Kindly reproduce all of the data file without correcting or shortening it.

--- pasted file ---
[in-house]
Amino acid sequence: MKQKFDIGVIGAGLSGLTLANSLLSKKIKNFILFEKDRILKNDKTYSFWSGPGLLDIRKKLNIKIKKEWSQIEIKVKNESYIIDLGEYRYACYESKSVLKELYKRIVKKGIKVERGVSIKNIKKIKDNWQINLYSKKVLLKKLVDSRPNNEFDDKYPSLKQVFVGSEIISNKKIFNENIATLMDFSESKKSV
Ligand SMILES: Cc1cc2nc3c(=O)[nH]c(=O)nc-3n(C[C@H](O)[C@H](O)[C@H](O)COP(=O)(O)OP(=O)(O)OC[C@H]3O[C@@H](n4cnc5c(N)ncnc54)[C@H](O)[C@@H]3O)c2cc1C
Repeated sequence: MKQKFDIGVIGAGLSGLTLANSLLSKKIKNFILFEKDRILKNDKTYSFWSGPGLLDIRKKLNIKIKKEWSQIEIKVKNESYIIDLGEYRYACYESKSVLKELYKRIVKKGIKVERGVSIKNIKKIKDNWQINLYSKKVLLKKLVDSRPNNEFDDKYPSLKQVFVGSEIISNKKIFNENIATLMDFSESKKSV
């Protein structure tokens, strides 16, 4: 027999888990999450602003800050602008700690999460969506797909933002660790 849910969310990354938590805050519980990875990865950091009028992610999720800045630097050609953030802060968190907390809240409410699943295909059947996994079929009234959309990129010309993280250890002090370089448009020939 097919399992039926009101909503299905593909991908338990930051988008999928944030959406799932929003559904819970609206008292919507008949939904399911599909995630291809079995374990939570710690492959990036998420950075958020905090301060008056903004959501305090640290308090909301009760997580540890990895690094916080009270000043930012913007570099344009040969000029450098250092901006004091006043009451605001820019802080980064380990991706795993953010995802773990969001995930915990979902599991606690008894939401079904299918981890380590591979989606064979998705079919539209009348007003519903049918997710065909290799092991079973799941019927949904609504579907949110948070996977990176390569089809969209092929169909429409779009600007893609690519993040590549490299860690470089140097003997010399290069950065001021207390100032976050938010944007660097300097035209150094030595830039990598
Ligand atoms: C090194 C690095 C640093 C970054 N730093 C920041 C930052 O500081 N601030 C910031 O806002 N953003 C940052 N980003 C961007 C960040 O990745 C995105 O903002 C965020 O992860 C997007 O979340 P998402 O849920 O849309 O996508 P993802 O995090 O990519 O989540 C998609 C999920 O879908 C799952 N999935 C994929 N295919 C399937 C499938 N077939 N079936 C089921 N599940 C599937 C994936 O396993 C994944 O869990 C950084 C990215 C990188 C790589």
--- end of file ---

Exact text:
[in-house]
Amino acid sequence: MKQKFDIGVIGAGLSGLTLANSLLSKKIKNFILFEKDRILKNDKTYSFWSGPGLLDIRKKLNIKIKKEWSQIEIKVKNESYIIDLGEYRYACYESKSVLKELYKRIVKKGIKVERGVSIKNIKKIKDNWQINLYSKKVLLKKLVDSRPNNEFDDKYPSLKQVFVGSEIISNKKIFNENIATLMDFSESKKSV
Ligand SMILES: Cc1cc2nc3c(=O)[nH]c(=O)nc-3n(C[C@H](O)[C@H](O)[C@H](O)COP(=O)(O)OP(=O)(O)OC[C@H]3O[C@@H](n4cnc5c(N)ncnc54)[C@H](O)[C@@H]3O)c2cc1C
Repeated sequence: MKQKFDIGVIGAGLSGLTLANSLLSKKIKNFILFEKDRILKNDKTYSFWSGPGLLDIRKKLNIKIKKEWSQIEIKVKNESYIIDLGEYRYACYESKSVLKELYKRIVKKGIKVERGVSIKNIKKIKDNWQINLYSKKVLLKKLVDSRPNNEFDDKYPSLKQVFVGSEIISNKKIFNENIATLMDFSESKKSV
């Protein structure tokens, strides 16, 4: 027999888990999450602003800050602008700690999460969506797909933002660790 849910969310990354938590805050519980990875990865950091009028992610999720800045630097050609953030802060968190907390809240409410699943295909059947996994079929009234959309990129010309993280250890002090370089448009020939 097919399992039926009101909503299905593909991908338990930051988008999928944030959406799932929003559904819970609206008292919507008949939904399911599909995630291809079995374990939570710690492959990036998420950075958020905090301060008056903004959501305090640290308090909301009760997580540890990895690094916080009270000043930012913007570099344009040969000029450098250092901006004091006043009451605001820019802080980064380990991706795993953010995802773990969001995930915990979902599991606690008894939401079904299918981890380590591979989606064979998705079919539209009348007003519903049918997710065909290799092991079973799941019927949904609504579907949110948070996977990176390569089809969209092929169909429409779009600007893609690519993040590549490299860690470089140097003997010399290069950065001021207390100032976050938010944007660097300097035209150094030595830039990598
Ligand atoms: C090194 C690095 C640093 C970054 N730093 C920041 C930052 O500081 N601030 C910031 O806002 N953003 C940052 N980003 C961007 C960040 O990745 C995105 O903002 C965020 O992860 C997007 O979340 P998402 O849920 O849309 O996508 P993802 O995090 O990519 O989540 C998609 C999920 O879908 C799952 N999935 C994929 N295919 C399937 C499938 N077939 N079936 C089921 N599940 C599937 C994936 O396993 C994944 O869990 C950084 C990215 C990188 C790589």